Virtual reality for the web is about to get a significant push forward from Mozilla developers, they are working on prototype support for Oculus Rift in the Firefox browser. Peter Bright, technology editor, Ars Technica, noted that the initial prototype supports the Oculus Rift Developer Kit "to provide stereoscopic 3D output and lets scripts use the headset's orientation sensors for input." Mozilla's Vladimir Vukićević in a blog post Thursday titled "First Steps for VR on the Web" announced that "We are adding native support for VR devices to early experimental builds of Firefox, so that Web developers can start experimenting with adding VR interactivity to their websites and content. This is only the first of many steps that well be taking over the coming weeks and months."
Vukićević is Mozilla engineering director in charge of gaming and special projects. Writing in CNET on Friday, Steven Shankland said that "Mozilla programmers have begun a project to adapt the Web for virtual-reality interfaces such as the Oculus Rift, starting with test versions of its own Firefox browser."
Their support work is focused on Oculus Rift but you can expect other devices to follow. He said that "Over the coming weeks, I'll be expanding the scope and support of VR in the Web platform."
He also reported another player in this VR effort, Mozilla's Josh Carpenter who has been working in design for interaction, mobile and motion for over 10 years. He said Carpenter will work at the problem from a user experience and design angle, to figure out what some best practices might be for bringing VR to Web content.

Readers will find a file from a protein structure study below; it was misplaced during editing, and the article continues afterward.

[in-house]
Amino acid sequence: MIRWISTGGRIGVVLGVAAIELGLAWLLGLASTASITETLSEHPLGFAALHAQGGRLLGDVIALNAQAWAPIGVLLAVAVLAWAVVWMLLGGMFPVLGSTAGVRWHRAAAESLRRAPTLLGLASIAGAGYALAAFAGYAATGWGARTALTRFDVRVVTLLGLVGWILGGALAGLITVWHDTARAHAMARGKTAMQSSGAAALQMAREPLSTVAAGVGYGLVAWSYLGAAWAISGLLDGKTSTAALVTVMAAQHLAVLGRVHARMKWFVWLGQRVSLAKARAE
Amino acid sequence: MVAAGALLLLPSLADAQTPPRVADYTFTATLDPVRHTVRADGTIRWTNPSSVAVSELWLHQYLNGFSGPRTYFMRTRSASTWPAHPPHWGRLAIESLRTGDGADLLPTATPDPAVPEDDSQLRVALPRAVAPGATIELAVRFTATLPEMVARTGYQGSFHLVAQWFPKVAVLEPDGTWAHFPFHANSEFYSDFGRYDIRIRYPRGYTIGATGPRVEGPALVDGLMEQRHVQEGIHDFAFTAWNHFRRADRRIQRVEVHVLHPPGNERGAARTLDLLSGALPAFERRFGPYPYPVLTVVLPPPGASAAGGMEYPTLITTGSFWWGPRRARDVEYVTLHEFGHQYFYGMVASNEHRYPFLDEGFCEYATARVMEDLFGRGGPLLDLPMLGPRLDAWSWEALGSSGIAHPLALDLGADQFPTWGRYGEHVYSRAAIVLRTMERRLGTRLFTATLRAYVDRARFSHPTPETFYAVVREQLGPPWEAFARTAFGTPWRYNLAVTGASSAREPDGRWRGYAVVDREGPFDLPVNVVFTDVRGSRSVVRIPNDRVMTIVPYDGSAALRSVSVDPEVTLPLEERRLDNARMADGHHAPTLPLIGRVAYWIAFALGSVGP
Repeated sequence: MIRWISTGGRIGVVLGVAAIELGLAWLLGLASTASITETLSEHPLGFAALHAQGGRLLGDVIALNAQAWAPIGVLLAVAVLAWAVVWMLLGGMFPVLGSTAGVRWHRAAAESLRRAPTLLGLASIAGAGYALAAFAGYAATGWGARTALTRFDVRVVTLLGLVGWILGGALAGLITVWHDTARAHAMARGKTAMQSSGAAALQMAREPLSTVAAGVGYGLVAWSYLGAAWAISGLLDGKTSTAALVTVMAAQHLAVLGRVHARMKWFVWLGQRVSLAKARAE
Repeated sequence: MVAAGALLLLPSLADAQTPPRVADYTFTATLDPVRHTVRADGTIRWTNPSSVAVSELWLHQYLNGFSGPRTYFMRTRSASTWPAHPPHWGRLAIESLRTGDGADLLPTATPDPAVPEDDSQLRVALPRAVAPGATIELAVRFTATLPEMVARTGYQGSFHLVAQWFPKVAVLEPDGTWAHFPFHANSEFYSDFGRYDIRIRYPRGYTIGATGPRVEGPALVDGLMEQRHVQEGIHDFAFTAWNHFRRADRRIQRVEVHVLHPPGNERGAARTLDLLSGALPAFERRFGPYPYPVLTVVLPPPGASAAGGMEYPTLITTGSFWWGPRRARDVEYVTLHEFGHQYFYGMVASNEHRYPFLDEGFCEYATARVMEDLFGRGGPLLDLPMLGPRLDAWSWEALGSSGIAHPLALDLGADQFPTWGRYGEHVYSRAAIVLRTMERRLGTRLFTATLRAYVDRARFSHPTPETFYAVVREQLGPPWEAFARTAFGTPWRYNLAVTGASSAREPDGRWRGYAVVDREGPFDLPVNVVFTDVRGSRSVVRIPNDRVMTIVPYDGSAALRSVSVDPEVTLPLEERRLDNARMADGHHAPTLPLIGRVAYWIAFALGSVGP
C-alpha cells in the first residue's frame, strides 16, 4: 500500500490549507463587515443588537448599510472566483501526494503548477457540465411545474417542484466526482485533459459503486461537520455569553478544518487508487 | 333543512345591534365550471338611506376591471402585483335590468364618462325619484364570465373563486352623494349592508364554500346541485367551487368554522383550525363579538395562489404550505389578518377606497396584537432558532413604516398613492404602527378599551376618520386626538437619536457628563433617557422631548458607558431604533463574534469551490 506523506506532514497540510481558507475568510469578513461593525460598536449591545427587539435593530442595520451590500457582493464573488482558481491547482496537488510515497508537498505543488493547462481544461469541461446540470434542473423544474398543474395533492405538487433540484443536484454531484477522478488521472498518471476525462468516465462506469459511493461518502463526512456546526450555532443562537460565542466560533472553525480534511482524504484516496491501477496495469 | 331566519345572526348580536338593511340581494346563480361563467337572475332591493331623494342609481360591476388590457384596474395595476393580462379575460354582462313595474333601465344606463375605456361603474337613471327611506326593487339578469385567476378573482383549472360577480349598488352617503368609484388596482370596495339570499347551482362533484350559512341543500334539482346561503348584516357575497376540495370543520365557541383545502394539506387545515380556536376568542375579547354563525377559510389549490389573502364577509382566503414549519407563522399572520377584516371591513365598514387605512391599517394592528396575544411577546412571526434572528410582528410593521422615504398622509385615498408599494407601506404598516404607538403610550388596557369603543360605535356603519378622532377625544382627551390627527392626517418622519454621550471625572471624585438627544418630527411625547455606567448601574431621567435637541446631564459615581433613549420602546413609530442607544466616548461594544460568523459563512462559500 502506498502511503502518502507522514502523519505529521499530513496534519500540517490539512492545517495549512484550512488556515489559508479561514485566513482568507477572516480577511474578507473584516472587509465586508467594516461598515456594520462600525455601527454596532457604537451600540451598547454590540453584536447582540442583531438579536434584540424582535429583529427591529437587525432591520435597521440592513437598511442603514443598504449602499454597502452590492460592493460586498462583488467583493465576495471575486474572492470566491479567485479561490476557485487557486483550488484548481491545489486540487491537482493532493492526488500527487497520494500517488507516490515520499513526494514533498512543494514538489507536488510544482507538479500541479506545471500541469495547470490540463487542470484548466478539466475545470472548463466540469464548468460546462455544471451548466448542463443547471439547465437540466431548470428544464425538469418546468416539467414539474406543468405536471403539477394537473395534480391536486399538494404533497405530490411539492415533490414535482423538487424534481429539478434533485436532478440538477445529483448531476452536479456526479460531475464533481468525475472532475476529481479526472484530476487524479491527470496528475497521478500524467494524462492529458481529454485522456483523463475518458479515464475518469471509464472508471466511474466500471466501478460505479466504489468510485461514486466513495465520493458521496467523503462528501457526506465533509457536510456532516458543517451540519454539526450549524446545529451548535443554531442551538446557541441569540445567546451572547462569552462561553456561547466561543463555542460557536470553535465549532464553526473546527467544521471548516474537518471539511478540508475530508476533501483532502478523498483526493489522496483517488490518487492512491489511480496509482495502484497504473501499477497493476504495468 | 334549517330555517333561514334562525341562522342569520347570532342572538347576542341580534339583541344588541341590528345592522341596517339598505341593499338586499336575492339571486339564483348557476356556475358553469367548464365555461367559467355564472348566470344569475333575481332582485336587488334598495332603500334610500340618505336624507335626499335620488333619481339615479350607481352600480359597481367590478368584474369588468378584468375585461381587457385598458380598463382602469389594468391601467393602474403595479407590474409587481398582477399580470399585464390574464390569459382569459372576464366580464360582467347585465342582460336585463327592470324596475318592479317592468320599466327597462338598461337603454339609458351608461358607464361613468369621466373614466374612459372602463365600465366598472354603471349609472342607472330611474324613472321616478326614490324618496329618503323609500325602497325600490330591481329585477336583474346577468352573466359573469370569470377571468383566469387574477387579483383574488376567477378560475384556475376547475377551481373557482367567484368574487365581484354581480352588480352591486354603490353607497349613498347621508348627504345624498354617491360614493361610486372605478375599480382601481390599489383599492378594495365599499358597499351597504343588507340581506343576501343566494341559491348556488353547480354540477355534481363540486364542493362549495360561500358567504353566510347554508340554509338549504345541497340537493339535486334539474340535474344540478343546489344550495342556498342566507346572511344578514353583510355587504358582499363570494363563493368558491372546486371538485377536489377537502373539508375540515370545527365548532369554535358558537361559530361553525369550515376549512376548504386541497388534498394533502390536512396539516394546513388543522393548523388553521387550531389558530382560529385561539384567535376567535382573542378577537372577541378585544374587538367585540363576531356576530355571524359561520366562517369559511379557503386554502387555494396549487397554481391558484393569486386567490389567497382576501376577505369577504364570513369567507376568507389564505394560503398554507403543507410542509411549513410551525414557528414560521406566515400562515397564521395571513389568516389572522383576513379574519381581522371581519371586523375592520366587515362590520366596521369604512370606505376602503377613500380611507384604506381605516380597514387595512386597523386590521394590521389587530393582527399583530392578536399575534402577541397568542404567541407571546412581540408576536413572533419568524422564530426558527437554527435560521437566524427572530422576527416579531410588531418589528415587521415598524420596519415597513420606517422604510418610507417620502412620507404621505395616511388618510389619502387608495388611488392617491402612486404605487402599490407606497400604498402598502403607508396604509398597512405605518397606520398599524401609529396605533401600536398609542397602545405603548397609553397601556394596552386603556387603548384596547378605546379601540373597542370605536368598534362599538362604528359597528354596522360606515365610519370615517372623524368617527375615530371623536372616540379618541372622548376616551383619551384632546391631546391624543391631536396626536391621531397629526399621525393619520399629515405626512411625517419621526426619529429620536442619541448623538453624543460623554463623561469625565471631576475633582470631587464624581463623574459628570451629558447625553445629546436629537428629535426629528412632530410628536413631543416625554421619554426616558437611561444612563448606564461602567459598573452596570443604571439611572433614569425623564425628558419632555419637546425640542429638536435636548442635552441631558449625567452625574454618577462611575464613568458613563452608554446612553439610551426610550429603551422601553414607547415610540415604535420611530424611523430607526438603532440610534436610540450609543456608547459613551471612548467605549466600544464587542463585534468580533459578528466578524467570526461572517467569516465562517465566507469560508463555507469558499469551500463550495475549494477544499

While the instant thought about virtual reality is in terms of video games, the Mozilla vision suggests virtual reality as an expanded way of experiencing the Web. The impetus for this project started with some what-if questions. In his blog, Vukićević asked, "could we not expand the Web to include the immersive elements of a fully three-dimensional virtual universe?" The Web, he commented, "is a vibrant, connected universe where many different types of experiences can be created and shared. People can be productive, have fun and learn all from within their browser."
According to Vukićević, the technical vision for VR on the Web includes: Rendering Canvas (WebGL or 2D) to VR output devices; rendering 3D Video to VR output devices; rendering HTML (DOM+CSS) content to VR output devices; mixing WebGL-rendered 3D Content with DOM rendered 3D-transformed content in a single 3D space; and receiving input from orientation and position sensors, with a focus on reducing latency from input/render to final presentation.
He provided links for Windows and OS X builds in his blog, and he said Linux is coming soon. Although only the Oculus Rift is currently supported, other devices, he said, will come soon, including Google's Cardboard.
This is an early preview build of work-in-progress code, he added. It is intended for developers looking to experiment with VR on the Web. One can report any VR issues to him. He provided his GitHub contact information in his blog. "Once the code is merged into the main repository, bugs will be tracked using Bugzilla as usual. Expect bugs and crashes, which are part of the fun!"
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